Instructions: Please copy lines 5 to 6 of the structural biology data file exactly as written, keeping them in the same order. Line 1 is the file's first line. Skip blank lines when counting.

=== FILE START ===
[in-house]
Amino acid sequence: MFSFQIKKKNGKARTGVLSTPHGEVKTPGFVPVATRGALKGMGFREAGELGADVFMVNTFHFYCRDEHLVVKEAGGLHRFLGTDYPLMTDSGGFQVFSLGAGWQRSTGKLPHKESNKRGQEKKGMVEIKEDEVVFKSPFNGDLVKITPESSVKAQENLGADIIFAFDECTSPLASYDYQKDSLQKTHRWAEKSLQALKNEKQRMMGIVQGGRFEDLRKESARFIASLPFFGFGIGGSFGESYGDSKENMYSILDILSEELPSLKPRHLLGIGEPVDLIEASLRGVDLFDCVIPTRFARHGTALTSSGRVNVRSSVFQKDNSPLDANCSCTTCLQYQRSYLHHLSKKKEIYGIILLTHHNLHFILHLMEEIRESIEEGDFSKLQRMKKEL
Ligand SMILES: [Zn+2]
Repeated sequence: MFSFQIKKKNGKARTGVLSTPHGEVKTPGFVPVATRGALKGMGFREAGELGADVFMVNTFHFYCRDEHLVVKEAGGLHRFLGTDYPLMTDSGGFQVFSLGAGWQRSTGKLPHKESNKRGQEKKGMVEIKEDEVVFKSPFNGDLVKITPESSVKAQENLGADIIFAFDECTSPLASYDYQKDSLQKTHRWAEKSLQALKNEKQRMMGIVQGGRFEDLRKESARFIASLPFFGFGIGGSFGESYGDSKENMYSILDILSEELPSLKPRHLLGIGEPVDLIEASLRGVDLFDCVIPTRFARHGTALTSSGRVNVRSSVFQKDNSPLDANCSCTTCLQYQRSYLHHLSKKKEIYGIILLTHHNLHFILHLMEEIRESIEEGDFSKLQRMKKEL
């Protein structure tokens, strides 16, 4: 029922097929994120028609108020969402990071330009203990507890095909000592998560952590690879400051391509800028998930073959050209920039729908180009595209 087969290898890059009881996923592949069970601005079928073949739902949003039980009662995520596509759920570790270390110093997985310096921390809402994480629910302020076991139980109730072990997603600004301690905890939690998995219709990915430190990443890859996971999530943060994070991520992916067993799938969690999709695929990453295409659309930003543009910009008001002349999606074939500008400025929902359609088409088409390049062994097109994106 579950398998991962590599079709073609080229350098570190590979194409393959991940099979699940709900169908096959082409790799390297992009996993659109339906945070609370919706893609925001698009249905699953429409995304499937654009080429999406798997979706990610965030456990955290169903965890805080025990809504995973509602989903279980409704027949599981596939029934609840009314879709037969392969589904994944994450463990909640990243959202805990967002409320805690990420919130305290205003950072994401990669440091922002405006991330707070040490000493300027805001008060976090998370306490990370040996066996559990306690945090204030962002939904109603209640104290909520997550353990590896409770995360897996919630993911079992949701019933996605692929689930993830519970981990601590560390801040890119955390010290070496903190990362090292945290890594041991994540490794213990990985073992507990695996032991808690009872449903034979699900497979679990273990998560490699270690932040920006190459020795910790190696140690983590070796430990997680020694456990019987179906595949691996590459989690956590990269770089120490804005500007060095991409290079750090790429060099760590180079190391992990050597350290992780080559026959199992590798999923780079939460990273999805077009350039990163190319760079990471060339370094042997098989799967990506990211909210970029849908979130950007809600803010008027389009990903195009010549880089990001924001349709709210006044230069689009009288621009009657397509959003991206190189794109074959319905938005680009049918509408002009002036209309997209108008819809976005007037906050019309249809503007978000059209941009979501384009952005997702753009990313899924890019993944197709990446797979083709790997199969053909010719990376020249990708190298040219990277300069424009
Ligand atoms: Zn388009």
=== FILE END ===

């Protein structure tokens, strides 16, 4: 029922097929994120028609108020969402990071330009203990507890095909000592998560952590690879400051391509800028998930073959050209920039729908180009595209 087969290898890059009881996923592949069970601005079928073949739902949003039980009662995520596509759920570790270390110093997985310096921390809402994480629910302020076991139980109730072990997603600004301690905890939690998995219709990915430190990443890859996971999530943060994070991520992916067993799938969690999709695929990453295409659309930003543009910009008001002349999606074939500008400025929902359609088409088409390049062994097109994106 579950398998991962590599079709073609080229350098570190590979194409393959991940099979699940709900169908096959082409790799390297992009996993659109339906945070609370919706893609925001698009249905699953429409995304499937654009080429999406798997979706990610965030456990955290169903965890805080025990809504995973509602989903279980409704027949599981596939029934609840009314879709037969392969589904994944994450463990909640990243959202805990967002409320805690990420919130305290205003950072994401990669440091922002405006991330707070040490000493300027805001008060976090998370306490990370040996066996559990306690945090204030962002939904109603209640104290909520997550353990590896409770995360897996919630993911079992949701019933996605692929689930993830519970981990601590560390801040890119955390010290070496903190990362090292945290890594041991994540490794213990990985073992507990695996032991808690009872449903034979699900497979679990273990998560490699270690932040920006190459020795910790190696140690983590070796430990997680020694456990019987179906595949691996590459989690956590990269770089120490804005500007060095991409290079750090790429060099760590180079190391992990050597350290992780080559026959199992590798999923780079939460990273999805077009350039990163190319760079990471060339370094042997098989799967990506990211909210970029849908979130950007809600803010008027389009990903195009010549880089990001924001349709709210006044230069689009009288621009009657397509959003991206190189794109074959319905938005680009049918509408002009002036209309997209108008819809976005007037906050019309249809503007978000059209941009979501384009952005997702753009990313899924890019993944197709990446797979083709790997199969053909010719990376020249990708190298040219990277300069424009
Ligand atoms: Zn388009």